Introduction

When using ML.NET models to make predictions, you often have to define classes for the model's input and output schema. In a previous post, I showed how you can use Netron to inspect ML.NET models and manually define classes to represent the input and output schema for your model. That works for models that don't have a lot of features / columns. However, as the number of columns grows, it can become cumbersome to define these classes. Visual Studio has a feature that can help automate that process. Assuming you have a sample of your input and output data in JSON format, you can leverage a built-in feature "Paste JSON As Classes" to take the sample and convert it to a class. In this post, I'll show how to do that.

Prerequisites

Convert sample JSON data to C# classes

In this post, I'll work with the sentiment_model.zip model to classify sentiment, which you can find in the dotnet/samples repo.

The model input has 3 columns:

The model output has at least 2 columns since it uses a binary classification algorithm. For information on expected output columns based on the machine learning algorithm/task, see the ML.NET tasks article.

With that in mind, let's then assume that we have sample input data in JSON format that looks as follows.

{
    "SentimentText": "This was a very bad steak",
    "Label": false,
    "SamplingKeyColumn": 1.0
}

Inside a C# project in Visual Studio:

  1. Create a C# class

    1. Right-click your project.
    2. Select Add > Class.
    3. Provide a name for your class in the New Item dialog.
  2. Copy the input JSON data sample to your clipboard.

  3. Place your cursor inside the namespace block of your newly created class.

  4. In the Visual Studio toolbar, select Edit > Paste Special > Paste JSON as Classes.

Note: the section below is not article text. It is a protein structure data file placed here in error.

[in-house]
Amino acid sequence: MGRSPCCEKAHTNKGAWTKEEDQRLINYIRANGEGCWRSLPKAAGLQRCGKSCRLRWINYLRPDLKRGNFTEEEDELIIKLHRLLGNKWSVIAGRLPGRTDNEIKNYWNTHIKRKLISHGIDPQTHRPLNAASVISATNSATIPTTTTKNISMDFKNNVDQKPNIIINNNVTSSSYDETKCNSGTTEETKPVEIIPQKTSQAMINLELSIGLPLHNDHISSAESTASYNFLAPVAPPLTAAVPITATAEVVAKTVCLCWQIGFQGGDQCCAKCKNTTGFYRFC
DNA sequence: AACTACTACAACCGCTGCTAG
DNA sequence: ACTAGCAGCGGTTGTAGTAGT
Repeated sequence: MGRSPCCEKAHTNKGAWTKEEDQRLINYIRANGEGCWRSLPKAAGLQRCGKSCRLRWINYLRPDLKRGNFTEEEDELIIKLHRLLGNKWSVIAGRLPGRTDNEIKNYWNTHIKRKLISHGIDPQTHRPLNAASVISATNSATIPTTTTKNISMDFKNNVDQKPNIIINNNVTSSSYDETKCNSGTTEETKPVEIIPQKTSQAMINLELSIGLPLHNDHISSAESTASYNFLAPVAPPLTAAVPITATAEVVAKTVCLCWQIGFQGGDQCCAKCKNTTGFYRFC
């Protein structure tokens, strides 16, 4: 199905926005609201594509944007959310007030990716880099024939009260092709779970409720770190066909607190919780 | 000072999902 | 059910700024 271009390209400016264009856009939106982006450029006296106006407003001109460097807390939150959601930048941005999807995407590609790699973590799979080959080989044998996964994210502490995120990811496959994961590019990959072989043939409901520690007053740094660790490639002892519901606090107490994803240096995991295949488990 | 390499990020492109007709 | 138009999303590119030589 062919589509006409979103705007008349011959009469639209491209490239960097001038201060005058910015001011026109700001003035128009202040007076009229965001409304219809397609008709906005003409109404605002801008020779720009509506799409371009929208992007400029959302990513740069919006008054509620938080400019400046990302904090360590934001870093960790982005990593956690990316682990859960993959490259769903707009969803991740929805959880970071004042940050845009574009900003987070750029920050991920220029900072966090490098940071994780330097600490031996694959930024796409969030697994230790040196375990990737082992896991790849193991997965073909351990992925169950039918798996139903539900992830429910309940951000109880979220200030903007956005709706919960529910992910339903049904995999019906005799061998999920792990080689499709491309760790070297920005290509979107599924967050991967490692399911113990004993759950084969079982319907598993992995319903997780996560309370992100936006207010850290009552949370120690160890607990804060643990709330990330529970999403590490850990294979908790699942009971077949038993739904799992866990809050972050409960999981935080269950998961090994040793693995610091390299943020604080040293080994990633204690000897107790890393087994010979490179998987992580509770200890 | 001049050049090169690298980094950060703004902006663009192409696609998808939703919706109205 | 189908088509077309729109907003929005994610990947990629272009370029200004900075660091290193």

5. The result should look similar to the following:

    public class Rootobject
    {
        public string SentimentText { get; set; }
        public bool Label { get; set; }
        public float SamplingKeyColumn { get; set; }
    }
    
  6. Rename the class to something more descriptive like ModelInput. The class should look similar to the following:

    public class ModelInput
    {
        public string SentimentText { get; set; }
        public bool Label { get; set; }
        public float SamplingKeyColumn { get; set; }
    }
    
  7. Create a JSON data sample for your output. In this case it'd look something like:

    {
        "Score": 1.0,
        "PredictedLabel": false
    }
    
  8. Repeat steps 1-6 for your output JSON data sample. The resulting class should look similar to the following:

    public class ModelOutput
    {
        public float Score { get; set; }
        public bool PredictedLabel { get; set; }
    }
    

It's important to note that the name of the class does not matter as long as the column names and types are the same the ones the model expects.

At this point, you can go through the process of using the model to make predictions on new data.

Conclusion

Although the model used in this post does not have many columns, when you have many columns "Paste JSON As Classes" can significantly simplify the process of creating your input and output schema classes for ML.NET models. Happy coding!